malvern borough have you learned nothing since eastside flats?

Development is a funny thing. I see all of these amazing adaptive reuse and other projects everywhere but in the area we call home. Chester County is overrun with bad and/or inappropriate plans. And yes there is one that concerns me in Malvern Borough. But first we need to talk about the last development which caused me concern there before due to it’s hulking nature: Eastside Flats.

And at the end of the day one of the biggest problems STILL with Eastside Flats is lack of human scale and inappropriate design for the area.  They tower over everything and citify a small town in a way that is architecturally inappropriate. And I would still like to know how fire trucks can navigate this site completely in the event of fire?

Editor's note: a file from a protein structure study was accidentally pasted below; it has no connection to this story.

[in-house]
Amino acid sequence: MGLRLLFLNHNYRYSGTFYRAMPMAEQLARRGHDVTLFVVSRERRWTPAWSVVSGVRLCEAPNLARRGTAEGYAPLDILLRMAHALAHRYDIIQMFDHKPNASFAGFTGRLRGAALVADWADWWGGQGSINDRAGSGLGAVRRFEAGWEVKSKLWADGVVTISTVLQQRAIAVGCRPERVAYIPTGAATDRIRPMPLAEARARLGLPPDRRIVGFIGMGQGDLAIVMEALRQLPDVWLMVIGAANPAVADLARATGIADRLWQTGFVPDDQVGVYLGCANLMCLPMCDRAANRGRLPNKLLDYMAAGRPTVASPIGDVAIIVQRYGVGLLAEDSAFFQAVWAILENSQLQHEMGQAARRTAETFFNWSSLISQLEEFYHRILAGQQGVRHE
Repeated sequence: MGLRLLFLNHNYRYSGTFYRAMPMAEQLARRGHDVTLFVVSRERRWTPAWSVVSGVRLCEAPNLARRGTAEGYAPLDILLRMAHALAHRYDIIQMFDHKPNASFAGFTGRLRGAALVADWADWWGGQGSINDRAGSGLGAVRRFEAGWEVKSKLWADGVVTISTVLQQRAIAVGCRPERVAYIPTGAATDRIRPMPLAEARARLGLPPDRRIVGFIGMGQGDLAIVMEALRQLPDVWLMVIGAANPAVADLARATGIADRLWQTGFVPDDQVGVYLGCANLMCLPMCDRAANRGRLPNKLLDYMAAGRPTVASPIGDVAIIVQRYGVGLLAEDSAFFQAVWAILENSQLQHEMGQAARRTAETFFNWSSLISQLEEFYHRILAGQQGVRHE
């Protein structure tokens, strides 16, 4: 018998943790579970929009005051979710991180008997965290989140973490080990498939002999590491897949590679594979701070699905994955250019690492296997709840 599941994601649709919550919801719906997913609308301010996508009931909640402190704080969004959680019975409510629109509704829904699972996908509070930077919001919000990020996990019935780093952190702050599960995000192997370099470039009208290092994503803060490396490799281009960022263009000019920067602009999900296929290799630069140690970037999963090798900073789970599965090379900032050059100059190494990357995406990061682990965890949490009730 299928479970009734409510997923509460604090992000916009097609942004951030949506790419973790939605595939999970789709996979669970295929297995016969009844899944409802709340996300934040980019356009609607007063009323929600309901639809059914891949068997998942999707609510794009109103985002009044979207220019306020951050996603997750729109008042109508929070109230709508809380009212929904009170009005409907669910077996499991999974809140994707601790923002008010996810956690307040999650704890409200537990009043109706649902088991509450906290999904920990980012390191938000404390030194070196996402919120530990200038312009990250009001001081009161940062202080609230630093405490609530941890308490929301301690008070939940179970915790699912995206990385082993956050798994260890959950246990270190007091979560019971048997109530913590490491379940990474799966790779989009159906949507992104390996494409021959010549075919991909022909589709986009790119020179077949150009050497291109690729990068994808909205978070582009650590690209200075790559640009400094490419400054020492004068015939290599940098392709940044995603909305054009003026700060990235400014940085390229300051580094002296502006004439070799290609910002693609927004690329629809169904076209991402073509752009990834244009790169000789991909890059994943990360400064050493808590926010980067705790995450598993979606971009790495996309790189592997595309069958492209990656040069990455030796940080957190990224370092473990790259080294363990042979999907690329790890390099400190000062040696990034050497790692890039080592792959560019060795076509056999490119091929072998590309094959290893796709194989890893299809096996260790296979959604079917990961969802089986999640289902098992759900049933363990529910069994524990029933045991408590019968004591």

Eastside Flats still is in my opinion, architecturally unimaginative and looks like hulky, looming Lego buildings that created a canyon effect in tiny Malvern. That is NOT a reflection on the businesses there which I love and patronize. Nothing about these buildings ties into the quaint Borough of Malvern or it’s history. I said this in 2013 and I still think that.

Empty lot that used to be old store fronts

And again, this has NOTHING to do with the businesses. It’s the aesthetics, lack of human scale and even the crappy scored-to-look-like-brick-concrete-sidewalks which are a slip and fall and trip hazard. And the fact there is STILL no curb cut from the public parking lot so you don’t have to walk over MULCH. I mean how many years will it take to correct that? And there is little room for delivery trucks, so it’s not uncommon to find UPS and other trucks blocking a pedestrian’s path from parking lot to sidewalk. The finishes on the facade of the buildings are also already showing wear.